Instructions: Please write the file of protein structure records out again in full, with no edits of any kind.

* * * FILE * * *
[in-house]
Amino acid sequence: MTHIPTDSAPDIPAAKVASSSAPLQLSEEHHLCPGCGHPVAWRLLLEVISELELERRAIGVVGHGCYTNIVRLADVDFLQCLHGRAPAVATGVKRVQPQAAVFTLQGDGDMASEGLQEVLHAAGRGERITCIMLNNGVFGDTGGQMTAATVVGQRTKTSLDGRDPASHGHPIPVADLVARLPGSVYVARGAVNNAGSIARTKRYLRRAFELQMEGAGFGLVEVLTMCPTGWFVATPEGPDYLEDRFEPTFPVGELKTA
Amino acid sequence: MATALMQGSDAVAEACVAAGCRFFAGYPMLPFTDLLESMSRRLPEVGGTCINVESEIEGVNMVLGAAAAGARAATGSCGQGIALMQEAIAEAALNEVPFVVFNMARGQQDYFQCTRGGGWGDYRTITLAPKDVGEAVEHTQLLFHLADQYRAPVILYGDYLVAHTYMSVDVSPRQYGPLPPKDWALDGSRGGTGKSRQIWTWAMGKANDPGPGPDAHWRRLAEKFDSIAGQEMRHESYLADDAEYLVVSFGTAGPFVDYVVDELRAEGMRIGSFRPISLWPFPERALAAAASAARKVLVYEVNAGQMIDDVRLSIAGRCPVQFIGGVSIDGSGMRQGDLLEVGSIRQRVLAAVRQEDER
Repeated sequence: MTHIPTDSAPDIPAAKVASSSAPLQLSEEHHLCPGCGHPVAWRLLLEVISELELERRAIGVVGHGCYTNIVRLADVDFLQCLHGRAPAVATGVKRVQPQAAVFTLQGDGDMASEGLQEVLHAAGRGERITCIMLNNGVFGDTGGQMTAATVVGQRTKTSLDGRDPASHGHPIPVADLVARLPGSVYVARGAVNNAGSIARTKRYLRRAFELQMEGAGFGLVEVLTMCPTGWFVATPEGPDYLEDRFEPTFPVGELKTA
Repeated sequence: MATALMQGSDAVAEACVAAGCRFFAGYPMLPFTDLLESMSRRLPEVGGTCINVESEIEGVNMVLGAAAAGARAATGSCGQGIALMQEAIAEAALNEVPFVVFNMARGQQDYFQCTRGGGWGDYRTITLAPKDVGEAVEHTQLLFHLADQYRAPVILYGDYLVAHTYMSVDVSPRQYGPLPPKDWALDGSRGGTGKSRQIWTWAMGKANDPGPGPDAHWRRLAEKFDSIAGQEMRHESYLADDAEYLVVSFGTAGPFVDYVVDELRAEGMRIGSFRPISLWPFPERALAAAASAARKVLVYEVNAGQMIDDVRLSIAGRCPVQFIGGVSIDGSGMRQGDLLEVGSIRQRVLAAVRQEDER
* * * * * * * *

[in-house]
Amino acid sequence: MTHIPTDSAPDIPAAKVASSSAPLQLSEEHHLCPGCGHPVAWRLLLEVISELELERRAIGVVGHGCYTNIVRLADVDFLQCLHGRAPAVATGVKRVQPQAAVFTLQGDGDMASEGLQEVLHAAGRGERITCIMLNNGVFGDTGGQMTAATVVGQRTKTSLDGRDPASHGHPIPVADLVARLPGSVYVARGAVNNAGSIARTKRYLRRAFELQMEGAGFGLVEVLTMCPTGWFVATPEGPDYLEDRFEPTFPVGELKTA
Amino acid sequence: MATALMQGSDAVAEACVAAGCRFFAGYPMLPFTDLLESMSRRLPEVGGTCINVESEIEGVNMVLGAAAAGARAATGSCGQGIALMQEAIAEAALNEVPFVVFNMARGQQDYFQCTRGGGWGDYRTITLAPKDVGEAVEHTQLLFHLADQYRAPVILYGDYLVAHTYMSVDVSPRQYGPLPPKDWALDGSRGGTGKSRQIWTWAMGKANDPGPGPDAHWRRLAEKFDSIAGQEMRHESYLADDAEYLVVSFGTAGPFVDYVVDELRAEGMRIGSFRPISLWPFPERALAAAASAARKVLVYEVNAGQMIDDVRLSIAGRCPVQFIGGVSIDGSGMRQGDLLEVGSIRQRVLAAVRQEDER
Repeated sequence: MTHIPTDSAPDIPAAKVASSSAPLQLSEEHHLCPGCGHPVAWRLLLEVISELELERRAIGVVGHGCYTNIVRLADVDFLQCLHGRAPAVATGVKRVQPQAAVFTLQGDGDMASEGLQEVLHAAGRGERITCIMLNNGVFGDTGGQMTAATVVGQRTKTSLDGRDPASHGHPIPVADLVARLPGSVYVARGAVNNAGSIARTKRYLRRAFELQMEGAGFGLVEVLTMCPTGWFVATPEGPDYLEDRFEPTFPVGELKTA
Repeated sequence: MATALMQGSDAVAEACVAAGCRFFAGYPMLPFTDLLESMSRRLPEVGGTCINVESEIEGVNMVLGAAAAGARAATGSCGQGIALMQEAIAEAALNEVPFVVFNMARGQQDYFQCTRGGGWGDYRTITLAPKDVGEAVEHTQLLFHLADQYRAPVILYGDYLVAHTYMSVDVSPRQYGPLPPKDWALDGSRGGTGKSRQIWTWAMGKANDPGPGPDAHWRRLAEKFDSIAGQEMRHESYLADDAEYLVVSFGTAGPFVDYVVDELRAEGMRIGSFRPISLWPFPERALAAAASAARKVLVYEVNAGQMIDDVRLSIAGRCPVQFIGGVSIDGSGMRQGDLLEVGSIRQRVLAAVRQEDER